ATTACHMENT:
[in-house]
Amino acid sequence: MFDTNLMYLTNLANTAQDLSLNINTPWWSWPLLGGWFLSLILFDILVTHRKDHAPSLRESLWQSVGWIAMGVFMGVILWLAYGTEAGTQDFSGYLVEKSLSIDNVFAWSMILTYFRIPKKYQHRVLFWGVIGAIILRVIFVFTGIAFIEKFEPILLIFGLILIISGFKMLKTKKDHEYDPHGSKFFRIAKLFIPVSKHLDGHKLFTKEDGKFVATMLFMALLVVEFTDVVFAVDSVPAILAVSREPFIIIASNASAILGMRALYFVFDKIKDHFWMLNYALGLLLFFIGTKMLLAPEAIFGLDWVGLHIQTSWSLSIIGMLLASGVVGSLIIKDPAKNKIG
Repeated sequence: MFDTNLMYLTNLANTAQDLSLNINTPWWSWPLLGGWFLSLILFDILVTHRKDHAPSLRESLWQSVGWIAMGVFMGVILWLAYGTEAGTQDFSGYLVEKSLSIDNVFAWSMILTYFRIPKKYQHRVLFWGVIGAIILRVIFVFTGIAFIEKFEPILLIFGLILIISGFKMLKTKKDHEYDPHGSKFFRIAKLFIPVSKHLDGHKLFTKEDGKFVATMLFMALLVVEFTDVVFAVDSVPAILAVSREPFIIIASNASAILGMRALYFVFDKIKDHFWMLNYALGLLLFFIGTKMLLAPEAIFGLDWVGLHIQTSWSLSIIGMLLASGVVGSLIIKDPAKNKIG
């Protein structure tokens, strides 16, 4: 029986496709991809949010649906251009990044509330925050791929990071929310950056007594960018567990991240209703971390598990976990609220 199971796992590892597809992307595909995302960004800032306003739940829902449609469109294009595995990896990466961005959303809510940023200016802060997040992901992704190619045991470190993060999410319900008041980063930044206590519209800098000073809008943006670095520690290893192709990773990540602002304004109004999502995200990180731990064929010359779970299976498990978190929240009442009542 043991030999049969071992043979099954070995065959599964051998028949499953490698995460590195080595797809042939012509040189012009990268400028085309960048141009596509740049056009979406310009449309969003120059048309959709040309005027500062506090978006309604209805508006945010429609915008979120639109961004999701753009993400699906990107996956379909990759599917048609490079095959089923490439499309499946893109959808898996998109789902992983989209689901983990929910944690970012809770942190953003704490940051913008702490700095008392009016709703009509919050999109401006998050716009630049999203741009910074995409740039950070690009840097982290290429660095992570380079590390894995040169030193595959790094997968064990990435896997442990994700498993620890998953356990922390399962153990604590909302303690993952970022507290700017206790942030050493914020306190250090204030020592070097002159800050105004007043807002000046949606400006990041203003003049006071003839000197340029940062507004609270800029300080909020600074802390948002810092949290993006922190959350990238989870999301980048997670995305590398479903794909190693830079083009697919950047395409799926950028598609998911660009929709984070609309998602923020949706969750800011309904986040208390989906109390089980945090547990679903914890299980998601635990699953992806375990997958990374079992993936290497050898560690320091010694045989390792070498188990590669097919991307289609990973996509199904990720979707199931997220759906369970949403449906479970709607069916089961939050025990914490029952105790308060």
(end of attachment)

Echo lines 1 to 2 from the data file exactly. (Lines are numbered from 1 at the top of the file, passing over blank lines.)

[in-house]
Amino acid sequence: MFDTNLMYLTNLANTAQDLSLNINTPWWSWPLLGGWFLSLILFDILVTHRKDHAPSLRESLWQSVGWIAMGVFMGVILWLAYGTEAGTQDFSGYLVEKSLSIDNVFAWSMILTYFRIPKKYQHRVLFWGVIGAIILRVIFVFTGIAFIEKFEPILLIFGLILIISGFKMLKTKKDHEYDPHGSKFFRIAKLFIPVSKHLDGHKLFTKEDGKFVATMLFMALLVVEFTDVVFAVDSVPAILAVSREPFIIIASNASAILGMRALYFVFDKIKDHFWMLNYALGLLLFFIGTKMLLAPEAIFGLDWVGLHIQTSWSLSIIGMLLASGVVGSLIIKDPAKNKIG